Atmospheric inversion of greenhouse gas fluxes
On the regional scale we use backward simulations of the Lagrangian Particle Dispersion Model FLEXPART to obtain flux sensitivities for limited areas. These describe the sensitivity towards surface fluxes within the given domain, whereas surface fluxes outside the domain are not explicitly treated but are taken as part of the baseline concentration entering the domain.
We implemented two regional scale inversion systems: a Bayesian inversion and an extended Kalman Filter inversion. In the Bayesian approach a cost function is optimised that contains a term penalising the misfit between model and observations and a term penalising deviations from the a priori state. The weighting between these two terms is controlled by two uncertainty covariance matrices that give the combined uncertainty of the model and the observation and an estimate of the a priori uncertainty. Using covariance matrices allows including spatiotemporal correlations in the involved uncertainties, which can further guide the inversion algorithm to find a realistic solution to the posed problem. In the Bayesian approach observations form different times and locations are used in the same optimisation step to obtain the a posteriori fluxes. In addition, to the surface fluxes other parameters, like the baseline concentrations at different times, can be part of the optimisation problem. A typical application of the Bayesian inversion technique is to the estimation of European scale halocarbon emissions by using the observations from the AGAGE stations Jungfraujoch, Mace Head and Monte Cimone (Keller et al., 2011, 2012). Similar analyses were done for north-eastern China (An et al., 2012, Vollmer et al., 2009).
On the global scale we use an adapted version of FLEXPART in a forward mode to continuously simulate atmospheric concentrations (Henne et al., 2013). In this configuration the whole atmosphere is filled with model particles that follow the atmospheric flow and are allowed to interact with the surface to take up emissions. The model also includes first order OH chemistry and, hence, is suited for the description of atmospheric methane. Each model particle is allowed to carry a large number of tracers. In this way we simulate concentrations for different types of emissions, different emission regions but, most importantly, emission times. The latter information together with the fact that, thanks to the first order chemistry, simulated concentrations linearly depend on emissions, allows us to construct the required flux sensitivities from the model output. We apply a Kalman smoother technique (Bruhwiler et al., 2005) to derive a posteriori flux estimates for the different emission types as a function of time. Currently the transport model and the inversion technique are applied to derive methane surface fluxes for the period 1990 to 2012 in the project MAIOLICA-II.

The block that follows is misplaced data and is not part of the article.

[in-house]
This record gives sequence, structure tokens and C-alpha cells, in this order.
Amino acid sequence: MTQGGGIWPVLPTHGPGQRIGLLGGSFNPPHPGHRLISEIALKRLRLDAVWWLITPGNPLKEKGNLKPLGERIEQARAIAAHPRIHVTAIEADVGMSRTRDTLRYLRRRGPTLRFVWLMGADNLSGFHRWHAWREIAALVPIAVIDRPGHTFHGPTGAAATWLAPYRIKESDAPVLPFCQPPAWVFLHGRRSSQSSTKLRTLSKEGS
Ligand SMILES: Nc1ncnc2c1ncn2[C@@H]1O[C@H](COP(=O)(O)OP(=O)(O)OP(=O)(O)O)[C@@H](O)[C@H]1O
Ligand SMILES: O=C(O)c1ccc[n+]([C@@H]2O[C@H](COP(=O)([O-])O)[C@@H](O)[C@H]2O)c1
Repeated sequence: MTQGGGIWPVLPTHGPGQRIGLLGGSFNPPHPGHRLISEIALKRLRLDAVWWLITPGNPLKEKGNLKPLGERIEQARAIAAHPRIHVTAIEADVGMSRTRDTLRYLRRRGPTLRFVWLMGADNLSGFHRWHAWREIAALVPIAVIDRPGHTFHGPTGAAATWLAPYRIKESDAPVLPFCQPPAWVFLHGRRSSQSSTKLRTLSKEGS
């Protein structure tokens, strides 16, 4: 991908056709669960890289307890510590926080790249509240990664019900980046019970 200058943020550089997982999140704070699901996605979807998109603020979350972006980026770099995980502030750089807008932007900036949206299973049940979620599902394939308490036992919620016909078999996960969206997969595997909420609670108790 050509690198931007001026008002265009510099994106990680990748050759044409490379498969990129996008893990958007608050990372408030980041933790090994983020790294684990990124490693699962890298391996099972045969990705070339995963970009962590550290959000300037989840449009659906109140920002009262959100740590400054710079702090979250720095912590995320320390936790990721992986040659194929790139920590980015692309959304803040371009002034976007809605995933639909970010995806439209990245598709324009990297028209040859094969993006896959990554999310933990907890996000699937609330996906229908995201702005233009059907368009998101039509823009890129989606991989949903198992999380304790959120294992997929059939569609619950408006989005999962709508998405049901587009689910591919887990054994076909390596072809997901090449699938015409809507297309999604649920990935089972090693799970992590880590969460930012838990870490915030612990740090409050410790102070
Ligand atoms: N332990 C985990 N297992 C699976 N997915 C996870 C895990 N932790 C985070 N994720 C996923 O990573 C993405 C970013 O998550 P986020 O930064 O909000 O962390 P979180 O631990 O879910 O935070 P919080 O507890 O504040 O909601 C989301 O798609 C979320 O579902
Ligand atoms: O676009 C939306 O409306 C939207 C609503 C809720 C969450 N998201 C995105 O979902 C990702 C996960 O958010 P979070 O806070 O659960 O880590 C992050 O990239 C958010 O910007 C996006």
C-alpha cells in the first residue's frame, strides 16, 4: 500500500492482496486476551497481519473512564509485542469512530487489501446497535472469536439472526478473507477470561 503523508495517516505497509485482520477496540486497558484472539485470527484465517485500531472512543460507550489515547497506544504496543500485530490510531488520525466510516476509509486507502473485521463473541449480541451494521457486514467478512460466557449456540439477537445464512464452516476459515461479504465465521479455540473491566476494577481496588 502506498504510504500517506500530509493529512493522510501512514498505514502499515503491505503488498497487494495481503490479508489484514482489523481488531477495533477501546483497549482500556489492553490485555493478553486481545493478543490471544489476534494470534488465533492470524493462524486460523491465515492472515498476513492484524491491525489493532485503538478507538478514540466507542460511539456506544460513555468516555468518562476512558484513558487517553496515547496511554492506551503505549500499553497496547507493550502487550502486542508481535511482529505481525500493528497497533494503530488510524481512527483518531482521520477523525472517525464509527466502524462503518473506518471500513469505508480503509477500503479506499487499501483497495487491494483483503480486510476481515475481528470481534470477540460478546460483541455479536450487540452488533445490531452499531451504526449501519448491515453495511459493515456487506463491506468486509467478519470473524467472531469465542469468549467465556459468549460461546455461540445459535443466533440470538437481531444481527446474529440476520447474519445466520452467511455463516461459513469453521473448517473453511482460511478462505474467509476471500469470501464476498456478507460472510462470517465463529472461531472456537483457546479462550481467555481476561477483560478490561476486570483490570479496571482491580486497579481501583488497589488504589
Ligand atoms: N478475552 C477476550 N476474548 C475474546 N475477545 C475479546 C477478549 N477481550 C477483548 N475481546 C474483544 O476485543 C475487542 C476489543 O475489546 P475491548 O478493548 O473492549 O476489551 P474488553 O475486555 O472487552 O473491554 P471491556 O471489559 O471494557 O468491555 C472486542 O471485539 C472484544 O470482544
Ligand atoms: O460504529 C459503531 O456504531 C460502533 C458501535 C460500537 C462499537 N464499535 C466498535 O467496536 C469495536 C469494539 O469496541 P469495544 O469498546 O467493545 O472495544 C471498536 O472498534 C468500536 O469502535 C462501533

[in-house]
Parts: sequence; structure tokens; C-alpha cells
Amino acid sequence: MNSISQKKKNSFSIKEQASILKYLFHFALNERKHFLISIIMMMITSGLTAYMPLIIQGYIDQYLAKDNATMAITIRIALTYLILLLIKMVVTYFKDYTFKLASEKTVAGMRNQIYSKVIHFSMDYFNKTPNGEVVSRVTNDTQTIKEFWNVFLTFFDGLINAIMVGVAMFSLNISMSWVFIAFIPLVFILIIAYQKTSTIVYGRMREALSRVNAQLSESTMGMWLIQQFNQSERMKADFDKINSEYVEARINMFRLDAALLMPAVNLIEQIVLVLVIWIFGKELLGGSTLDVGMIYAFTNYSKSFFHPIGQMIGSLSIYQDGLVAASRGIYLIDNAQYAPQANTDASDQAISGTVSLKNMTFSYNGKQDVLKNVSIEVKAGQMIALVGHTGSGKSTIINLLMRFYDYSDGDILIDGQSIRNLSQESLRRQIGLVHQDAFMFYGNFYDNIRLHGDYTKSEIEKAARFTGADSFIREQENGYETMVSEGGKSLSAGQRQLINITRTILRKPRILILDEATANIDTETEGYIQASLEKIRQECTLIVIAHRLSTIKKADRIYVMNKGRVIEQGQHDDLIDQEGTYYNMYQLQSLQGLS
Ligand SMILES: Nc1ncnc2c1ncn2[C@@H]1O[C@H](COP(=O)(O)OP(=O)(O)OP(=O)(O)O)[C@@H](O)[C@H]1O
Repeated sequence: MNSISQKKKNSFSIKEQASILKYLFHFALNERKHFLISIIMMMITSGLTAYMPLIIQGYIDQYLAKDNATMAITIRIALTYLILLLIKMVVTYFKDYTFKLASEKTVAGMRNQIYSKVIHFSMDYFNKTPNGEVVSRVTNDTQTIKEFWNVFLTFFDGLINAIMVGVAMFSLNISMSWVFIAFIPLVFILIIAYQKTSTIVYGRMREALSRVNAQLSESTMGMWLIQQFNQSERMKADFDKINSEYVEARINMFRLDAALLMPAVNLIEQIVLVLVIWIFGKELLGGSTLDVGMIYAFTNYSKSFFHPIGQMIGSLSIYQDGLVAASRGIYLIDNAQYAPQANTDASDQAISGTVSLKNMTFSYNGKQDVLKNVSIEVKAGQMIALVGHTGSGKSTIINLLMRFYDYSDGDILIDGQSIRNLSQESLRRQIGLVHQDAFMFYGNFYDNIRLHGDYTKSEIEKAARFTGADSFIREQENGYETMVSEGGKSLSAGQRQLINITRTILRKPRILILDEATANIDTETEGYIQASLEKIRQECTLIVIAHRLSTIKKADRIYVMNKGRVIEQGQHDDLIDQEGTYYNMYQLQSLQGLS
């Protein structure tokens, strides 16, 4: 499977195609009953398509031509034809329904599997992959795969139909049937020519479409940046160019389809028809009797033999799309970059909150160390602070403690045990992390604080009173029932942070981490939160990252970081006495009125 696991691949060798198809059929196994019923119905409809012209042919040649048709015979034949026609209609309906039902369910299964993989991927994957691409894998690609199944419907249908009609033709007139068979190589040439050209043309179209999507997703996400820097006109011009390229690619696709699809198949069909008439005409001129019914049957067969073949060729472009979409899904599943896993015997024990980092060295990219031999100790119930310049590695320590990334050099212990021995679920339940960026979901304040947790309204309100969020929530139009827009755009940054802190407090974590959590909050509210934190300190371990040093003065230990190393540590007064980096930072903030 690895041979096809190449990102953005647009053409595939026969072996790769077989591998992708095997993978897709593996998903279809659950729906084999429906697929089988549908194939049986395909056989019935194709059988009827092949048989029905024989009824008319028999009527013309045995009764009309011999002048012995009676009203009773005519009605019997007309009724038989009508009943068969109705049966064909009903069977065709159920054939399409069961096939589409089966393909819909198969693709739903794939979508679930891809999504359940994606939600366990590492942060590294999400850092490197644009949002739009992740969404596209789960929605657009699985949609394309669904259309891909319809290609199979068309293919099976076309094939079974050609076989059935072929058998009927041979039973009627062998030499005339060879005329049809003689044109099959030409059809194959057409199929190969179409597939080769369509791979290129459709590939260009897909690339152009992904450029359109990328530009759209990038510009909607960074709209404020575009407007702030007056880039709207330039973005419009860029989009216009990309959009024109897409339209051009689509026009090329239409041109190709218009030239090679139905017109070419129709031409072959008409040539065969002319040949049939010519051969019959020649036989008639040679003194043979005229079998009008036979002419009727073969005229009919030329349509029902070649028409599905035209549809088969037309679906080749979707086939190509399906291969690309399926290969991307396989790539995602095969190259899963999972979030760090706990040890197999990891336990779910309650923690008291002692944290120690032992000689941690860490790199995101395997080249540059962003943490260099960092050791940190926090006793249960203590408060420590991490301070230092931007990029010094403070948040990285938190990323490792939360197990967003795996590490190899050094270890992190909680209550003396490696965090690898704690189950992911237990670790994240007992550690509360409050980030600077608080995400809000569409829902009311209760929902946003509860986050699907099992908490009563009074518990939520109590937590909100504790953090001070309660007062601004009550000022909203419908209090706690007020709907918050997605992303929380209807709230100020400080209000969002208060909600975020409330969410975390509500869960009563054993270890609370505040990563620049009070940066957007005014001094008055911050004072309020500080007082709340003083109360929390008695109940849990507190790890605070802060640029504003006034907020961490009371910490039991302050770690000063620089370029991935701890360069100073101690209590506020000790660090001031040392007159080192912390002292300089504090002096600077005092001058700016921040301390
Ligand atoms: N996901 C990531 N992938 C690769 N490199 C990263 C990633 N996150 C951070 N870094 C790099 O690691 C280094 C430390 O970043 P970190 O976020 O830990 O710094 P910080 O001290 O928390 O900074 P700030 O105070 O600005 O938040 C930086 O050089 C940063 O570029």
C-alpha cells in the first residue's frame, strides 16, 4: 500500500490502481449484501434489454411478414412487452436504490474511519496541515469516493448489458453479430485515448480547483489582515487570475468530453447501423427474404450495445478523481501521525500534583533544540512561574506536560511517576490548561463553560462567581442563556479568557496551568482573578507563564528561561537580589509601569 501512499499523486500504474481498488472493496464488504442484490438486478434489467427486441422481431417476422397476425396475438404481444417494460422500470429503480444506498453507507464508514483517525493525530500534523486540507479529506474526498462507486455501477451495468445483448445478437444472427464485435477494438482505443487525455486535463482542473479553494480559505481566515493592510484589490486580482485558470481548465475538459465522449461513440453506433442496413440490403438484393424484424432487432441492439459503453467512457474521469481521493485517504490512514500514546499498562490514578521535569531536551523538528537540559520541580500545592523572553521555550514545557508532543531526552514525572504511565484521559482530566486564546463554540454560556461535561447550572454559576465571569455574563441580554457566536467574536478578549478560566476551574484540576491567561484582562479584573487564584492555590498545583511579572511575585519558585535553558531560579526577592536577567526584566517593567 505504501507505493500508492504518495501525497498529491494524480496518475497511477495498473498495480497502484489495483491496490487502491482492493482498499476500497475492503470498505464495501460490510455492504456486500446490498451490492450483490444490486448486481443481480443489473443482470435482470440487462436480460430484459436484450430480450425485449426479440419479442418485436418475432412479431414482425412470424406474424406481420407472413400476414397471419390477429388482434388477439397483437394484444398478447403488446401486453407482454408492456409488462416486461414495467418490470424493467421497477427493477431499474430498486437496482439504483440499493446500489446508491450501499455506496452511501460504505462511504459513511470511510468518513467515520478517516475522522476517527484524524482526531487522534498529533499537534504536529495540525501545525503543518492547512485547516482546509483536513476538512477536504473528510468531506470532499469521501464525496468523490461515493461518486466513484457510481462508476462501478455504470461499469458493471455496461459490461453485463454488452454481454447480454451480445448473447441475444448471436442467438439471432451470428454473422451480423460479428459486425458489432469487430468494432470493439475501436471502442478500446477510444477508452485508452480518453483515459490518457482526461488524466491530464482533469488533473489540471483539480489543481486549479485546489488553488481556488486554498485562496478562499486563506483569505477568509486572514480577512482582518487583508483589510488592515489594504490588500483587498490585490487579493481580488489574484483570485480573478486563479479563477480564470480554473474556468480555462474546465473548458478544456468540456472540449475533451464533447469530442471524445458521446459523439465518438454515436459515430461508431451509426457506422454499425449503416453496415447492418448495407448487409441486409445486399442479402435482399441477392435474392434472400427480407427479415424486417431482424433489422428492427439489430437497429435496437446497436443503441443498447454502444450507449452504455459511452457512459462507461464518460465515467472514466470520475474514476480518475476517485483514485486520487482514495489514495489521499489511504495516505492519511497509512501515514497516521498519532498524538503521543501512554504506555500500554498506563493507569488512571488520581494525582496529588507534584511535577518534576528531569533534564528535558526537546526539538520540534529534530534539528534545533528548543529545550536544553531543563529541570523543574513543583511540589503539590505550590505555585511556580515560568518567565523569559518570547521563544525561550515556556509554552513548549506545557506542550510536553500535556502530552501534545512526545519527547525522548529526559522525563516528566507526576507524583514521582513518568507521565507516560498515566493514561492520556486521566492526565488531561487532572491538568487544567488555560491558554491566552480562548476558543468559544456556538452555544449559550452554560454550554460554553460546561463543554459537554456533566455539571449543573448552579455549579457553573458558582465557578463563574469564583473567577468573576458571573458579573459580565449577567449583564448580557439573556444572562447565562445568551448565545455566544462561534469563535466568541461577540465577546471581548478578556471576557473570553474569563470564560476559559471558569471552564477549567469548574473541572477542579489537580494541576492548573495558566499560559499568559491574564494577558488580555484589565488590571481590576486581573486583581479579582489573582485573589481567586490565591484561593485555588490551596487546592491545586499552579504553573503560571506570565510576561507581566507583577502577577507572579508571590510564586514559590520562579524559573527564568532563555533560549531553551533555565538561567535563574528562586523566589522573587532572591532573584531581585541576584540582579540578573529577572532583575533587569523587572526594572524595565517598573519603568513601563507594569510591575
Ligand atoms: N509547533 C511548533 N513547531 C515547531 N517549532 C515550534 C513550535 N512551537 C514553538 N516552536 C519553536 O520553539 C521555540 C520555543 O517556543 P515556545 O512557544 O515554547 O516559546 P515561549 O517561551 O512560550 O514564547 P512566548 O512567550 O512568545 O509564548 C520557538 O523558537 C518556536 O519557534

- An, X., Henne, S., Yao, B., Vollmer, M., Zhou, L., and Li, Y.: Estimating emissions of HCFC-22 and CFC-11 in China by atmospheric observations and inverse modeling, SCIENCE CHINA Chemistry, 55, 2233-2241, doi: 10.1007/s11426-012-4624-8, 2012.
- Bruhwiler, L. M. P., Michalak, A. M., Peters, W., Baker, D. F., and Tans, P.: An improved Kalman Smoother for atmospheric inversions, Atmos. Chem. Phys., 5, 2691-2702, doi: 10.5194/acp-5-2691-2005, 2005.
- Brunner, D., Henne, S., Keller, C. A., Reimann, S., Vollmer, M. K., O'Doherty, S., and Maione, M.: An extended Kalman-filter for regional scale inverse emission estimation, Atmos. Chem. Phys., 12, 3455-3478, doi: 10.5194/acp-12-3455-2012, 2012.
- Henne, S., Schnadt Poberaj, C., Reimann, S., and Brunner, D.: Global-scale tropospheric Lagrangian particle models with linear chemistry, in: Lagrangian Modeling of the Atmosphere, edited by: Lin, J. C., Gerbig, C., Brunner, D., Stohl, A., Luhar, A., and Webley, P., Geophysical Monographs, AGU, Washington, DC, 235-250, 2013.
- Keller, C. A., Hill, M., Vollmer, M. K., Henne, S., Brunner, D., Reimann, S., O'Doherty, S., Arduini, J., Maione, M., Ferenczi, Z., Haszpra, L., Manning, A. J., and Peter, T.: European Emissions of Halogenated Greenhouse Gases Inferred from Atmospheric Measurements, Environ. Sci. Technol., 46, 217-225, doi: 10.1021/es202453j, 2012.
- Keller, C. A., Brunner, D., Henne, S., Vollmer, M. K., O'Doherty, S., and Reimann, S.: Evidence for under-reported western European emissions of the potent greenhouse gas HFC-23, Geophys. Res. Lett., 38, L15808, doi: 10.1029/2011GL047976, 2011.
- Vollmer, M. K., Zhou, L., Greally, B. R., Henne, S., Yao, B., Reimann, S., Stordal, F., Cunnold, D. M., Zhang, X., Maione, M., Zhang, F., Huang, J., and Simmonds, P. G.: Emissions of ozone-depleting halocarbons from China, Geophys. Res. Lett., 36, L15823, doi: 10.1029/2009GL038659, 2009.